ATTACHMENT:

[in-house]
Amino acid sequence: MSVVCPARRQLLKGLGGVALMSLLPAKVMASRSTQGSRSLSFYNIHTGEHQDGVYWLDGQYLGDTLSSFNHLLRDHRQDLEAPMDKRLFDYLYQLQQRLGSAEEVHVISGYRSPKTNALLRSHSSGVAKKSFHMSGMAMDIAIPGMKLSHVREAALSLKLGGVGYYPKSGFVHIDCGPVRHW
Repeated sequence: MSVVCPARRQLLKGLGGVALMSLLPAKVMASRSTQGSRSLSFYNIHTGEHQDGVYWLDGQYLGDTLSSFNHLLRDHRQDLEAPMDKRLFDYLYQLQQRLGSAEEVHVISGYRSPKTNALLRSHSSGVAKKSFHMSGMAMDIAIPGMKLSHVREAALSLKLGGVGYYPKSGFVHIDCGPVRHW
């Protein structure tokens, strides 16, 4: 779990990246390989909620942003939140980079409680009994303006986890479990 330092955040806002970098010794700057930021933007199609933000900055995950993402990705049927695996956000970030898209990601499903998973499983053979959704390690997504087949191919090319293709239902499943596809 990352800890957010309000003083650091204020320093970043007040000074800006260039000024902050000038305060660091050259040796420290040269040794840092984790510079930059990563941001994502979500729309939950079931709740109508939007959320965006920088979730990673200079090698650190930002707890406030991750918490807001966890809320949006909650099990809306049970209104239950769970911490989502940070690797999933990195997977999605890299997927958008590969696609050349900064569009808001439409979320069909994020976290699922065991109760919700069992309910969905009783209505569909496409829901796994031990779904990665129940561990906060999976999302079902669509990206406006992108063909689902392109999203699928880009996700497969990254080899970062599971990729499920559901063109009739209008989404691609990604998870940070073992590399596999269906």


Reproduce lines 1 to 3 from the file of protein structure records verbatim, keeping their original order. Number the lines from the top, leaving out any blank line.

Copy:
[in-house]
Amino acid sequence: MSVVCPARRQLLKGLGGVALMSLLPAKVMASRSTQGSRSLSFYNIHTGEHQDGVYWLDGQYLGDTLSSFNHLLRDHRQDLEAPMDKRLFDYLYQLQQRLGSAEEVHVISGYRSPKTNALLRSHSSGVAKKSFHMSGMAMDIAIPGMKLSHVREAALSLKLGGVGYYPKSGFVHIDCGPVRHW
Repeated sequence: MSVVCPARRQLLKGLGGVALMSLLPAKVMASRSTQGSRSLSFYNIHTGEHQDGVYWLDGQYLGDTLSSFNHLLRDHRQDLEAPMDKRLFDYLYQLQQRLGSAEEVHVISGYRSPKTNALLRSHSSGVAKKSFHMSGMAMDIAIPGMKLSHVREAALSLKLGGVGYYPKSGFVHIDCGPVRHW